Use of 4 C’s at the University of Cincinnati College of Medicine

Social Media Sites Used:




Cognize: “A firm should first recognize and understand its social media landscape, using the honeycomb framework” (Kietzmann). I believe the University as a whole and the College of Medicine specifically is doing a good job of recognizing and understanding its social media landscape. With the rework of its website and in roads made into social media, UCCOM is being effectively put “out there” to create interest, distribute information, and to let its identity be recognized as the esteemed institution that it is.

Congruity: “A firm needs to develop strategies that are congruent with, or suited to, different social media functionalities and the goals of the firm” (Kietzmann). I believe that the UCCOM is extending resources in this direction as they realize the importance of social media and its ability to reach many, many interested persons and perhaps future supporters (monetary) of the College. It is also the means by which they can let the world know of the good work that is being done right here in Cincinnati.

Curate: “A firm must act as a curator of social media interactions and content.” This involves developing a clear understanding of how often and when a firm should chime into conversations on a social media platform and who will represent the firm online” (Kietzmann). I am not sure of how this is done at UCCOM, but my guess is that there are personnel specifically charged with doing this. Perhaps the public relations department has been charged with oversight of this particular component.

Chase: “Firms must scan their environments in order to understand the velocity of conversations and other information flows that could affect current or future position in the market” (Kietzmann). As I don’t think that conversations are the main goal of UCCOM’s use of social media, I’m not sure how monitoring of conversations would provide gain for them. I know that academia is competitive and the demand for scarce resources is intense, but I’m not sure how social media would be a useful or effective resource in this particular case.

 Works Cited:

 Kietzmann, Jan H. et al. “Social Media? Get Serious! Understanding the Functional Building Blocks of Social Media.” Business Horizons 54 (2011): 241-251. ScienceDirect. Web. 9 Oct. 2014.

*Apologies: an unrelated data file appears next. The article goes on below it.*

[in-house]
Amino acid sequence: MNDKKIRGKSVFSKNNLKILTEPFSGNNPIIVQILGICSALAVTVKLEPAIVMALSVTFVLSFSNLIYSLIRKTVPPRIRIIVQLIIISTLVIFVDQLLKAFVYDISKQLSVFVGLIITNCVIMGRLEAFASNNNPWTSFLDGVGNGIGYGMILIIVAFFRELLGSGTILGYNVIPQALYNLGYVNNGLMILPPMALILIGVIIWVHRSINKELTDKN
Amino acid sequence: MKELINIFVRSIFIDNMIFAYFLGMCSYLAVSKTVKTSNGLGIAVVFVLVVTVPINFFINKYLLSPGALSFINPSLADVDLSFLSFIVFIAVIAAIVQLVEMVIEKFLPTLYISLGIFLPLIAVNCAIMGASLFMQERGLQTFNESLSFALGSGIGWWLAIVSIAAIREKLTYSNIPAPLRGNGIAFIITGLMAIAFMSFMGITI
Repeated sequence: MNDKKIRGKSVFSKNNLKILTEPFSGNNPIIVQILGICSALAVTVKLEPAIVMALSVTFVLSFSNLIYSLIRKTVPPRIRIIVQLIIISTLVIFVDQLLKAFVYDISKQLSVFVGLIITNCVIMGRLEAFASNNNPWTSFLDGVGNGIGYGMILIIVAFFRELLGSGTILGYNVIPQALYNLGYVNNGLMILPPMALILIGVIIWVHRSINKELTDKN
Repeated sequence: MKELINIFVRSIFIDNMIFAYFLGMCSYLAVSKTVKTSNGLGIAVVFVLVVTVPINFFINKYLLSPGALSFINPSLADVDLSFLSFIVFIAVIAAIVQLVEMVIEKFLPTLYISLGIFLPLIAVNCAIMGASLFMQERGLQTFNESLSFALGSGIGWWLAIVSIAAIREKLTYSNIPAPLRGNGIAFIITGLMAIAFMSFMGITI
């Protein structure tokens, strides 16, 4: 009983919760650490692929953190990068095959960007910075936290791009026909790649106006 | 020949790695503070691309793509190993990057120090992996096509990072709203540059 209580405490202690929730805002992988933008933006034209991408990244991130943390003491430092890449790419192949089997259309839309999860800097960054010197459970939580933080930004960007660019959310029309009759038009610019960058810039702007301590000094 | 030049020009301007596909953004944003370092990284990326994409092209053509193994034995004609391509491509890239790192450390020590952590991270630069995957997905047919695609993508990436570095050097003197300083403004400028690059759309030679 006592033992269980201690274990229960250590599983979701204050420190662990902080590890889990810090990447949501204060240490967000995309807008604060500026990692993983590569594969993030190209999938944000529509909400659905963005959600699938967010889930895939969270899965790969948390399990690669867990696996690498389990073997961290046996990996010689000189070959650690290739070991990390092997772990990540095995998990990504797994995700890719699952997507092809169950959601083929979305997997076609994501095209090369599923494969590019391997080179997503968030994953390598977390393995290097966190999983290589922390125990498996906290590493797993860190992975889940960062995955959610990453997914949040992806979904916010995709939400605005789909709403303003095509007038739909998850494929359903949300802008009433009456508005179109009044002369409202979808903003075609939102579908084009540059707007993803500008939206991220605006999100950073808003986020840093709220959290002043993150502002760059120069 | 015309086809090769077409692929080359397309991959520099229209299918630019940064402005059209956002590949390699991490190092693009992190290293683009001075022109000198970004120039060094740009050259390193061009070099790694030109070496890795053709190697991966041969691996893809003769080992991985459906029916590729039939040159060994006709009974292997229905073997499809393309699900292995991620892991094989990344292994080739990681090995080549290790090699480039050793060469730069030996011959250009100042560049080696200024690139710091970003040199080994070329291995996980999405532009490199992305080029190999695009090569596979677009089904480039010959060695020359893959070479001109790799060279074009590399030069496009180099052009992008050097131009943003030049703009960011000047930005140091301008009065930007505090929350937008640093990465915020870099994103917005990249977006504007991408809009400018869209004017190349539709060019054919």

3 thoughts on “Use of 4 C’s at the University of Cincinnati College of Medicine

  1. Under Chase you said that you were unsure of how monitoring conversation would be a gain in their case, I think it could be a gain if there was someone ready to respond to any kind of question or comment posted on their website or social site. Being able to have someone who is responsible to take action is important when you have a social website. You said the main focus of their website was not for communication but I think they could benefit from that communication of new or potential students. I always find it easier if I can ask someone a question via the website, or a “chat now” button. It would be beneficial for them to have some sort of way to answer questions in a timely fashion.
    Nicolle Reddington


  2. i also agree with Nicolle. I believe that it is imperative to allow users the ability to communicate as quickly as possible. The chat idea that Nicolle brought up would be a very easy way to do that. Another idea could be a forum based style of communication that way if someone else visited the site they could also chime in to the conversation if they are knowledgeable.


  3. I agree to a point as to what Nicolle said, however, I’m not so enthusiastic about having someone monitoring my conversations and I’m most certainly not going to give consent to do it.You did a great job Maureen!


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